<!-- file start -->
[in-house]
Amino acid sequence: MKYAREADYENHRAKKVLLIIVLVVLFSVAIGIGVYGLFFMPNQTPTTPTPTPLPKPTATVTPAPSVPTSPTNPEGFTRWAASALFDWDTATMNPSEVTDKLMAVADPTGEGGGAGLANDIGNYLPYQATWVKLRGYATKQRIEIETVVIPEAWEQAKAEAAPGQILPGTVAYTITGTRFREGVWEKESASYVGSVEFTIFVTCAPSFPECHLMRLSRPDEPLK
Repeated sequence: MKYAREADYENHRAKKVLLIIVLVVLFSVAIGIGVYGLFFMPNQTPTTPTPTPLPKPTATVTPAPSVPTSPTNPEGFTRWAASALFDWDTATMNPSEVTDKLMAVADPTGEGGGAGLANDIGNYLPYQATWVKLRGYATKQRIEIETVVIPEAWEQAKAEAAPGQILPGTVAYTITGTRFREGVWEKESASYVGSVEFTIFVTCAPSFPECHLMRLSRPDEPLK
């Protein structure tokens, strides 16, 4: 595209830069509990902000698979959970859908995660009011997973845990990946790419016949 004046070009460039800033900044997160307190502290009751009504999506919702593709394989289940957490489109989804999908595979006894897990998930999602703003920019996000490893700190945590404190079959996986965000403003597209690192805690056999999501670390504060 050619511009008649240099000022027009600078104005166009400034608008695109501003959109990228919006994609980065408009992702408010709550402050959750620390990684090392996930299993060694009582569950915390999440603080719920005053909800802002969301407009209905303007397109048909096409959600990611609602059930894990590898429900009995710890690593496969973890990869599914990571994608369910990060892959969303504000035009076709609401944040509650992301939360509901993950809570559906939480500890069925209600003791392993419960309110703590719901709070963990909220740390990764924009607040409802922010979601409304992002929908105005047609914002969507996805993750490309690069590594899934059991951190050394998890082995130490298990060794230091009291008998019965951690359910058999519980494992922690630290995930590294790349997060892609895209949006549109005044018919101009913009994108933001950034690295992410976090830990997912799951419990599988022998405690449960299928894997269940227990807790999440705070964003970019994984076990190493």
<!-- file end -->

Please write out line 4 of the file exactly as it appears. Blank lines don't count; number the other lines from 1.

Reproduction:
């Protein structure tokens, strides 16, 4: 595209830069509990902000698979959970859908995660009011997973845990990946790419016949 004046070009460039800033900044997160307190502290009751009504999506919702593709394989289940957490489109989804999908595979006894897990998930999602703003920019996000490893700190945590404190079959996986965000403003597209690192805690056999999501670390504060 050619511009008649240099000022027009600078104005166009400034608008695109501003959109990228919006994609980065408009992702408010709550402050959750620390990684090392996930299993060694009582569950915390999440603080719920005053909800802002969301407009209905303007397109048909096409959600990611609602059930894990590898429900009995710890690593496969973890990869599914990571994608369910990060892959969303504000035009076709609401944040509650992301939360509901993950809570559906939480500890069925209600003791392993419960309110703590719901709070963990909220740390990764924009607040409802922010979601409304992002929908105005047609914002969507996805993750490309690069590594899934059991951190050394998890082995130490298990060794230091009291008998019965951690359910058999519980494992922690630290995930590294790349997060892609895209949006549109005044018919101009913009994108933001950034690295992410976090830990997912799951419990599988022998405690449960299928894997269940227990807790999440705070964003970019994984076990190493």